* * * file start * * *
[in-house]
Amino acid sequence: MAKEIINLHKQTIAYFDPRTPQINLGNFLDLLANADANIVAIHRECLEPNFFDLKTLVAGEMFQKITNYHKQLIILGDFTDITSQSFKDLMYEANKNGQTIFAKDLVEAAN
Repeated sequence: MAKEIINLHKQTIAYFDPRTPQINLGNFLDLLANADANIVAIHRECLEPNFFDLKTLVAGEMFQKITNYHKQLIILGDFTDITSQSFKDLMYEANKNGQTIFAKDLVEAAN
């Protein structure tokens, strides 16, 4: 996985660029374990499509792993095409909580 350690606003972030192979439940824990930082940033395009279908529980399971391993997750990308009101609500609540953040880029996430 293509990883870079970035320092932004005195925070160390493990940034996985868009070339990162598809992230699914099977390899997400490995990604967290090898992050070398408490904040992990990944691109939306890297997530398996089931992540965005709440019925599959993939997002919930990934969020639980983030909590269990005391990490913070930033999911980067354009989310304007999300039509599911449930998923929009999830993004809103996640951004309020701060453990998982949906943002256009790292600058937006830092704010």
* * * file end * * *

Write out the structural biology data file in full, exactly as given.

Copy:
[in-house]
Amino acid sequence: MAKEIINLHKQTIAYFDPRTPQINLGNFLDLLANADANIVAIHRECLEPNFFDLKTLVAGEMFQKITNYHKQLIILGDFTDITSQSFKDLMYEANKNGQTIFAKDLVEAAN
Repeated sequence: MAKEIINLHKQTIAYFDPRTPQINLGNFLDLLANADANIVAIHRECLEPNFFDLKTLVAGEMFQKITNYHKQLIILGDFTDITSQSFKDLMYEANKNGQTIFAKDLVEAAN
């Protein structure tokens, strides 16, 4: 996985660029374990499509792993095409909580 350690606003972030192979439940824990930082940033395009279908529980399971391993997750990308009101609500609540953040880029996430 293509990883870079970035320092932004005195925070160390493990940034996985868009070339990162598809992230699914099977390899997400490995990604967290090898992050070398408490904040992990990944691109939306890297997530398996089931992540965005709440019925599959993939997002919930990934969020639980983030909590269990005391990490913070930033999911980067354009989310304007999300039509599911449930998923929009999830993004809103996640951004309020701060453990998982949906943002256009790292600058937006830092704010």